The local residents and authorities in Amityville are unhappy with the attention that The Amityville Horror brings to the town, and tend to decline requests to discuss it publicly. The website of the Amityville Historical Society makes no mention of the murders in 1974 or the period that the Lutz family lived at the house. When the History Channel made its documentary about The Amityville Horror in 2000, no member of the Historical Society would discuss the matter on camera.
The house featured in the novel still exists but has been renovated and the address changed in order to discourage tourists from visiting it. The Dutch Colonial Revival architecture house built in 1927 was put on the market in May 2010 for $1.15 million and sold in September for $950,000 (equivalent to $1.3 million in 2022).
According to the United States Census Bureau, the village has a total area of 2.5 square miles (6.5 km2), of which 2.1 square miles (5.4 km2) is land and 0.4 square miles (1.0 km2) is water, comprising a total of 15.38% water.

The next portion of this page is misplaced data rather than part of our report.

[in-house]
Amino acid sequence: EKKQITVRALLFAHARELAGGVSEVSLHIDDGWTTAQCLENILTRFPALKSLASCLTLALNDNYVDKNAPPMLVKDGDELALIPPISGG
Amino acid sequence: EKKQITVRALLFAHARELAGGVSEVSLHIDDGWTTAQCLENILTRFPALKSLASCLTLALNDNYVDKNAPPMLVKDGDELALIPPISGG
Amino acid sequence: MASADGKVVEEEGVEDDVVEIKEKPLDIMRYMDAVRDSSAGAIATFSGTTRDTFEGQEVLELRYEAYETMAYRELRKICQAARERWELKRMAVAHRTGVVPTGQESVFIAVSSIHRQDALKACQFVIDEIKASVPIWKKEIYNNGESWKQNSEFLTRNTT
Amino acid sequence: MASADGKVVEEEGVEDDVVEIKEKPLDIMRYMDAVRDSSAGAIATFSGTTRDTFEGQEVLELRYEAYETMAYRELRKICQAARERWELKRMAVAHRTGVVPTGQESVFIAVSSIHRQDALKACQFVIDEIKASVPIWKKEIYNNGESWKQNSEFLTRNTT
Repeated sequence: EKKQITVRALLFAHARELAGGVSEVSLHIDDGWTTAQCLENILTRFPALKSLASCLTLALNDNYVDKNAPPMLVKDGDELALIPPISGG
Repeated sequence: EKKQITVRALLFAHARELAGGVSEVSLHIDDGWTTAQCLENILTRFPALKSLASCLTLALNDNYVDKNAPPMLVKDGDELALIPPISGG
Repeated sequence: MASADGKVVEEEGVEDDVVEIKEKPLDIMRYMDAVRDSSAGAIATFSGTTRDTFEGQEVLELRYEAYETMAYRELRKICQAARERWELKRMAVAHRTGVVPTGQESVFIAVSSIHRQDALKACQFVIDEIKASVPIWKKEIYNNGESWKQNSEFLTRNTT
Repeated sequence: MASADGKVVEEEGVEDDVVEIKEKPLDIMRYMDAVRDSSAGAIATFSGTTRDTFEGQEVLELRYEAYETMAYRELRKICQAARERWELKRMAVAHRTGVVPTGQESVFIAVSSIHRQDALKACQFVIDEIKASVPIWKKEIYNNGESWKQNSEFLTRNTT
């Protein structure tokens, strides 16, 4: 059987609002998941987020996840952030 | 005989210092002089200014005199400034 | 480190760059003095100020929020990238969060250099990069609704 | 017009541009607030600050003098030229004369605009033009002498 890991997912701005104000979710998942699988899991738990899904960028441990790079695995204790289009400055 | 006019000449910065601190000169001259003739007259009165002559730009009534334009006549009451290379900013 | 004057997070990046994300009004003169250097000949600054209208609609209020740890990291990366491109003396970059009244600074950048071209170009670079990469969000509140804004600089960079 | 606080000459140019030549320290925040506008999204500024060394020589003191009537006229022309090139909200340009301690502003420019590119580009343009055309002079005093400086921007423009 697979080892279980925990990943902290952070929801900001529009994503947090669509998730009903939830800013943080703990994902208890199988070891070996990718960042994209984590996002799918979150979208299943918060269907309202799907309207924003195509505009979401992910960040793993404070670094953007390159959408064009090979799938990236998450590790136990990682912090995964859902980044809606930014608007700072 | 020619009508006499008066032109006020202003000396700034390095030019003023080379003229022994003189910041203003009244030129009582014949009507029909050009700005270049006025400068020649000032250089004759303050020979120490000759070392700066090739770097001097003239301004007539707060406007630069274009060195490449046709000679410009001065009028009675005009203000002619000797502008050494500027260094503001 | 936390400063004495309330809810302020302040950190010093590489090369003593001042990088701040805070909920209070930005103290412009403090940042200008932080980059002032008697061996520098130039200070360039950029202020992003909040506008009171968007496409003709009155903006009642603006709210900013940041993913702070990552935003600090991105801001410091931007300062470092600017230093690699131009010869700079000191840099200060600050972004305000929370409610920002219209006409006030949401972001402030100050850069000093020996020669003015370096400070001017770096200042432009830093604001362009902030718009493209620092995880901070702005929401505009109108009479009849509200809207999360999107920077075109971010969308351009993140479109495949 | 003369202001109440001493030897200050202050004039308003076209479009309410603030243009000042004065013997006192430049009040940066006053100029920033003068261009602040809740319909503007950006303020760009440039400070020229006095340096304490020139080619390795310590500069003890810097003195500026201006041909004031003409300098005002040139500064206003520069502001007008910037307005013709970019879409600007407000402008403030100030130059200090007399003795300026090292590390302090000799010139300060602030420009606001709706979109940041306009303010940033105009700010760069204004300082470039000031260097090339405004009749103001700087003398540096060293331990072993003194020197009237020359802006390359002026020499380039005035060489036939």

The Village of Amityville is bordered to the west by East Massapequa (in Nassau County), to the north by North Amityville, to the east and the south by Copiague, and to the south by the Great South Bay.
|U.S. Decennial Census|
There were 3,997 housing units, of which 28.2% were in multi-unit structures. The homeownership rate was 71.8%. The median value of owner-occupied housing units was $443,500. 3.6% of housing units were vacant and 20.7% of occupied housing units were occupied by renters.
The racial makeup of the village was 81.7% White, 9.7% African American, 0.3% Native American, 1.8% Asian, 0.0% Pacific Islander, 4.1% from other races, and 2.5% from two or more races. Hispanic or Latino of any race were 13.1% of the population. The village was 74.5% non-Hispanic White.
There were 3,107 households, out of which 23.8% had children under the age of 18 living with them, 32.6% had individuals over the age of 65, 47.3% were married couples living together, 10.2% had a female householder with no husband present, and 38.1% were non-families. 30.4% of all households were made up of individuals, and 13.1% had someone living alone who was 65 years of age or older. The average household size was 2.43 and the average family size was 3.02.
In the village, the population was relatively old with 4.5% under the age of 5, 17.7% under the age of 18, 5.3% from 20 to 24, 23.0% from 25 to 44, 32.2% from 45 to 64, and 19.9% who were 65 years of age or older. The median age was 46.4 years.